Protect 2nd Generation Smoke + Carbon Monoxide Alarm
We put the alarms through independent and rigorous tests in accordance with the British Standard. Our four fires in a specially designed test room represent the extremes you could face – from a cigarette smouldering on a sofa to a chip-pan fire.
Our reviews answer the most crucial questions about smoke alarms.
Our smoke alarm tests are designed to put smoke alarms through all the extremes they could be exposed to in a normal house fire. The fires include a smouldering wood fire, a smouldering cotton fire, a flaming liquid fire, and a flaming plastics fire.
A house fire is usually made up of more than one type of fire, so it's important that an alarm can respond to every type.
Our reviews show the actual response times recorded in our tests, so you can clearly see which smoke alarms sound the quickest. And our tests show that the worst smoke alarms we’ve tested can take more than twice as long to trigger as the fastest.
In our test involving smouldering wood, two samples of two smoke alarms took more than nine-and-a-half minutes to trigger. The best alarm we tested was more than four minutes quicker to sound with the same type of fire.
Smoke alarms that sound more rapidly when rooms were less smoky received higher scores in our tests, smoke alarms that are slow won’t become . Alarms that fail to detect smoke in our tests and don’t sound the alarm will become .
Which? smoke alarm tests have revealed a repeated pattern of safe-seeming products having wildly varying response times. But according to the official safety testing method – which measures the amount and thickness of smoke that is required to trigger the alarm – these products can all be classified as meeting the BS EN 14604 standard.
BSI (formerly the British Standards Institute) issues the smoke alarms test standard. We asked why it is so tolerant of tardy alarms, and it said: ‘The standard covers ionisation and optical alarms, and the test fires ensure that whichever type is used, the alarm gives adequate warning when there is a real fire.’
There needs to be a stricter new standard that only rewards the alarms that sound more quickly. We’ve raised our response-time concerns with BSI, which said that a new smoke alarms standard is being drafted. We’ll take a close look at it and make our feelings known if it doesn’t go far enough to protect people when there’s a fire.
One minute might not sound like a lot, but if your home is on fire it could make all the difference in getting out safely. That’s why we’re tough on smoke alarms that take too long to sound in our tests or, in the case of Don’t Buy smoke alarms, sometimes fail to sound at all.
So it’s critical to find one that can not only be relied upon to alert you to a fire, but does this quickly. The above images, supplied by the Fire Brigades Union, show fire spreading quickly around a living room and why it’s so important to install alarms that don’t take too long to sound.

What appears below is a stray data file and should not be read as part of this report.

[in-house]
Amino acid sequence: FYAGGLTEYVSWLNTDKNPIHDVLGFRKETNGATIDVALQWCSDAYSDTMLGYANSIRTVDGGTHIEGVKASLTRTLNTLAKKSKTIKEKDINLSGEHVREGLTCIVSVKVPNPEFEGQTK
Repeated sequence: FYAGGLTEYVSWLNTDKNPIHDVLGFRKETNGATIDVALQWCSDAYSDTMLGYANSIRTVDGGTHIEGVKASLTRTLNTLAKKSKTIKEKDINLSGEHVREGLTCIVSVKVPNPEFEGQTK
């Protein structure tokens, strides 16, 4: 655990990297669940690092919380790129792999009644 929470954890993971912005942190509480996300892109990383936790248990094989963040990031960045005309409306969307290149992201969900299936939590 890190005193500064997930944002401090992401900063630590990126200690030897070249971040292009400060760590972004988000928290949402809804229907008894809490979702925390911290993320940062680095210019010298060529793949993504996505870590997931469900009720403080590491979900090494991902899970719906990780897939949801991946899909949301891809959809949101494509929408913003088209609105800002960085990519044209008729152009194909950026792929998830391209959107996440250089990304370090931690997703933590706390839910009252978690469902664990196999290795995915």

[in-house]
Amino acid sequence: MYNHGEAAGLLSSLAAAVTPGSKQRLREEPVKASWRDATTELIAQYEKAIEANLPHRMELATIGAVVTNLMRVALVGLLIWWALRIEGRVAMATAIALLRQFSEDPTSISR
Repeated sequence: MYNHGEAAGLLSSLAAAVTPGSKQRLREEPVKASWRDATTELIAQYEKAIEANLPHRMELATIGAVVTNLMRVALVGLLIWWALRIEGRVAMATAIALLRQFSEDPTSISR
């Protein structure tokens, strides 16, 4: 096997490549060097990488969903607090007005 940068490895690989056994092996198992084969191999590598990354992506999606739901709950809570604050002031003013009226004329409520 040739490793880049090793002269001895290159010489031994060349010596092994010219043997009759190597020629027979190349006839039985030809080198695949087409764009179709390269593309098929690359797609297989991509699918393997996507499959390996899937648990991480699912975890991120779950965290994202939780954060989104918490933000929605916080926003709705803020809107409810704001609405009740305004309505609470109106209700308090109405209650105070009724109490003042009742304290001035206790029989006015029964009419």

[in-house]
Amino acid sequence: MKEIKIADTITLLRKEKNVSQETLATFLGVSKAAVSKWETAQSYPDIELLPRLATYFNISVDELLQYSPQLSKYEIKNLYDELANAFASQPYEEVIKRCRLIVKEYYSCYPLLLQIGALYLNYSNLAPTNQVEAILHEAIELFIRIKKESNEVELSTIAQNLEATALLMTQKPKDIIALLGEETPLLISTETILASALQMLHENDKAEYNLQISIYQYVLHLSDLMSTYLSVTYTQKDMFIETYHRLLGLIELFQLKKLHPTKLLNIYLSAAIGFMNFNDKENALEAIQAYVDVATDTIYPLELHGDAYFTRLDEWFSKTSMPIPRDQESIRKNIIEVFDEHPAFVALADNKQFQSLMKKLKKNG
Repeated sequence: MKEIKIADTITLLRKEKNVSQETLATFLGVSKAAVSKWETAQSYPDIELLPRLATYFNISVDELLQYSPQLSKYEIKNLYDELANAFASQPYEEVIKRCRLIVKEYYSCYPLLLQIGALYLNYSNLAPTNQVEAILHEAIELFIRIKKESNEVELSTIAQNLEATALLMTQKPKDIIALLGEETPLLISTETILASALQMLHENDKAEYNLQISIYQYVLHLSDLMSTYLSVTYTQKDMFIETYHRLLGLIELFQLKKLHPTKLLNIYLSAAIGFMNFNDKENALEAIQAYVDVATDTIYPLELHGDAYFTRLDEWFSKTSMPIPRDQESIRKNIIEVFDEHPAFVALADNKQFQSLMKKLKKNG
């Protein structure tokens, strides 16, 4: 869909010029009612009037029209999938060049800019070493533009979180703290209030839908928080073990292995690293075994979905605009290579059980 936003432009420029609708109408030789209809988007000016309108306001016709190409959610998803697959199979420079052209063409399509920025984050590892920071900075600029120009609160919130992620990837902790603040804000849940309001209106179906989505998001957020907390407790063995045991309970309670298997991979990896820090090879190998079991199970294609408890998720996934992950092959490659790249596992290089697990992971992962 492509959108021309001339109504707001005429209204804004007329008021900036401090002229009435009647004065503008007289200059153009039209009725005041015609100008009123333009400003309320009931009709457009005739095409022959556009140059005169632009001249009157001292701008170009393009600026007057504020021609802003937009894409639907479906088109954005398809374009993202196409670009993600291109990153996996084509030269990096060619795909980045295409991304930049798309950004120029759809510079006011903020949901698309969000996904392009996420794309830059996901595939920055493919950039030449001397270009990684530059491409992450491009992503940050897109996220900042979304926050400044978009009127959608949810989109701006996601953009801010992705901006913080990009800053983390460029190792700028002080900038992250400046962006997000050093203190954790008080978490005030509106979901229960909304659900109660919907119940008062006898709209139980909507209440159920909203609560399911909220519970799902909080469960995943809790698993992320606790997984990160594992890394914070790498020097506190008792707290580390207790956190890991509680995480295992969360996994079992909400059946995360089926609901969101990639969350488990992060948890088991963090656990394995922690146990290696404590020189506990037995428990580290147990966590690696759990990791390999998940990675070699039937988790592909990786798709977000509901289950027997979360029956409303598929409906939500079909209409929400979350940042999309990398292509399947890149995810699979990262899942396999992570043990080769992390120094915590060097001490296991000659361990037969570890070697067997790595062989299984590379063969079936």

The first image shows a house fire after one minute – the sofa is clearly alight with flames licking up the back. After 90 seconds, the fire is significantly larger with a plume of smoke rising, and after two minutes it’s spread right around, with smoke filling the room.
The smoke alarms are also tested in a soundproofed (fully anechoic) chamber, to ensure they’re loud enough to wake your family in time to escape a fire.
This sound chamber absorbs all sound from the outside world so we can accurately measure the exact decibel output when the smoke detector sounds.
Where the smoke detectors on test had escape lights, we tested their visibility in smoke from 10 metres away. You wouldn't expect the lights on your smoke alarm to illuminate the room, but they should help orientate you in smoky conditions.
And we’ve included ‘nuisance alarm’ tests – such as burning toast and steam from a shower – to see how the alarms respond, as these are the situations that encourage people to disable their alarms.
We test how easy it is perform the basics to get your smoke alarm up and running - such as installing it, and changing the battery. These essential tasks form our ease-of-use score.
Heat alarms work differently to smoke alarms in how they detect fires.
Rather than looking for smoke particles in the air, a heat alarm is designed to respond to rapid rises in temperature that happen when a fire starts.
This makes them ideal for kitchens, where fires can start easily, but where you wouldn’t site a smoke alarm because of smoke from cooking.
We’ve tested a range of smoke alarms from manufacturers including Aico, FireAngel, Honeywell and Konig in a number of different heat detection scenarios.
We test heat alarms in five different heat detection scenarios and we carry out our tests to extracts from the British Standard.
By testing in a variety of rising temperature situations, we can be confident that when a product passes all of our tests that it will do a reliable job of detecting heat from fires in your home.
These are the heat detection tests we run on each heat alarm we test.
All the assessments listed above go into making the final overall score for each smoke alarm we review. And because some factors are more important than others, they carry different weights in our calculations.
The overall test score we award to each smoke alarm scores ignores the price of the smoke alarm and is instead based on the following factors:
A model has to achieve 78% or more to earn our Best Buy recommendation. Anything scoring 45% or less or any alarm that fails any of our fire tests will become a Don't Buy.
We run strict pass / fail tests on heat alarms and we don't award test scores. But heat alarms tested need to pass every one of our heat detection tests to become Best Buys.
If a product is marginally too quiet, by one or two dB, but passes all of our heat detection tests, we won't recommend it.
Products that fail any of our heat detection tests are Don't Buys.